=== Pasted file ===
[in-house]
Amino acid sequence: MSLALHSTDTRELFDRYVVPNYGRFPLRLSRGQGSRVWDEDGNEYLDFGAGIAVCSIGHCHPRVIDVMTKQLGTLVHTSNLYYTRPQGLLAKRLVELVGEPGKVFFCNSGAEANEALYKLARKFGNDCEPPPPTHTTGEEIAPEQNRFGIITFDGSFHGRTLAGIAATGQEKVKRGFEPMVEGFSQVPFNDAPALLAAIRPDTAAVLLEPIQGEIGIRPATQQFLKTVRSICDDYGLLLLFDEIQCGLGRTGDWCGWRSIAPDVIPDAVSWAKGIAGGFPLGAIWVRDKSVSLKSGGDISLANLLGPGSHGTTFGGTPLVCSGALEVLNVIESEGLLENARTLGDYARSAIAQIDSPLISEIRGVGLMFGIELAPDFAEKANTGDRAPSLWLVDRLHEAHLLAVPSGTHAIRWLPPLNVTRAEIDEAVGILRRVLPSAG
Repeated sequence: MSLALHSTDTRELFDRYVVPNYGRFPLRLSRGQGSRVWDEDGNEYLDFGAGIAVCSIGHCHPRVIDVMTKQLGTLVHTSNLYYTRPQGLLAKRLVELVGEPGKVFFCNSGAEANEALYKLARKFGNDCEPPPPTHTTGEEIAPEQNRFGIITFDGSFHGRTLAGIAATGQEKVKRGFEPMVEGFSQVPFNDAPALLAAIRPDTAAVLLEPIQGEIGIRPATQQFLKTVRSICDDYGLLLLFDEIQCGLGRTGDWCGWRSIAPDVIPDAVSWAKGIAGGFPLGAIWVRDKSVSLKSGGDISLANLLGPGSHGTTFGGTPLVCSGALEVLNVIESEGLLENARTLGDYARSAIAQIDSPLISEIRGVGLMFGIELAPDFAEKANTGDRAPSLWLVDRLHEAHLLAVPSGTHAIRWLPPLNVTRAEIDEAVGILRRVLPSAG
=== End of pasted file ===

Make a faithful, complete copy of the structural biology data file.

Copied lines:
[in-house]
Amino acid sequence: MSLALHSTDTRELFDRYVVPNYGRFPLRLSRGQGSRVWDEDGNEYLDFGAGIAVCSIGHCHPRVIDVMTKQLGTLVHTSNLYYTRPQGLLAKRLVELVGEPGKVFFCNSGAEANEALYKLARKFGNDCEPPPPTHTTGEEIAPEQNRFGIITFDGSFHGRTLAGIAATGQEKVKRGFEPMVEGFSQVPFNDAPALLAAIRPDTAAVLLEPIQGEIGIRPATQQFLKTVRSICDDYGLLLLFDEIQCGLGRTGDWCGWRSIAPDVIPDAVSWAKGIAGGFPLGAIWVRDKSVSLKSGGDISLANLLGPGSHGTTFGGTPLVCSGALEVLNVIESEGLLENARTLGDYARSAIAQIDSPLISEIRGVGLMFGIELAPDFAEKANTGDRAPSLWLVDRLHEAHLLAVPSGTHAIRWLPPLNVTRAEIDEAVGILRRVLPSAG
Repeated sequence: MSLALHSTDTRELFDRYVVPNYGRFPLRLSRGQGSRVWDEDGNEYLDFGAGIAVCSIGHCHPRVIDVMTKQLGTLVHTSNLYYTRPQGLLAKRLVELVGEPGKVFFCNSGAEANEALYKLARKFGNDCEPPPPTHTTGEEIAPEQNRFGIITFDGSFHGRTLAGIAATGQEKVKRGFEPMVEGFSQVPFNDAPALLAAIRPDTAAVLLEPIQGEIGIRPATQQFLKTVRSICDDYGLLLLFDEIQCGLGRTGDWCGWRSIAPDVIPDAVSWAKGIAGGFPLGAIWVRDKSVSLKSGGDISLANLLGPGSHGTTFGGTPLVCSGALEVLNVIESEGLLENARTLGDYARSAIAQIDSPLISEIRGVGLMFGIELAPDFAEKANTGDRAPSLWLVDRLHEAHLLAVPSGTHAIRWLPPLNVTRAEIDEAVGILRRVLPSAG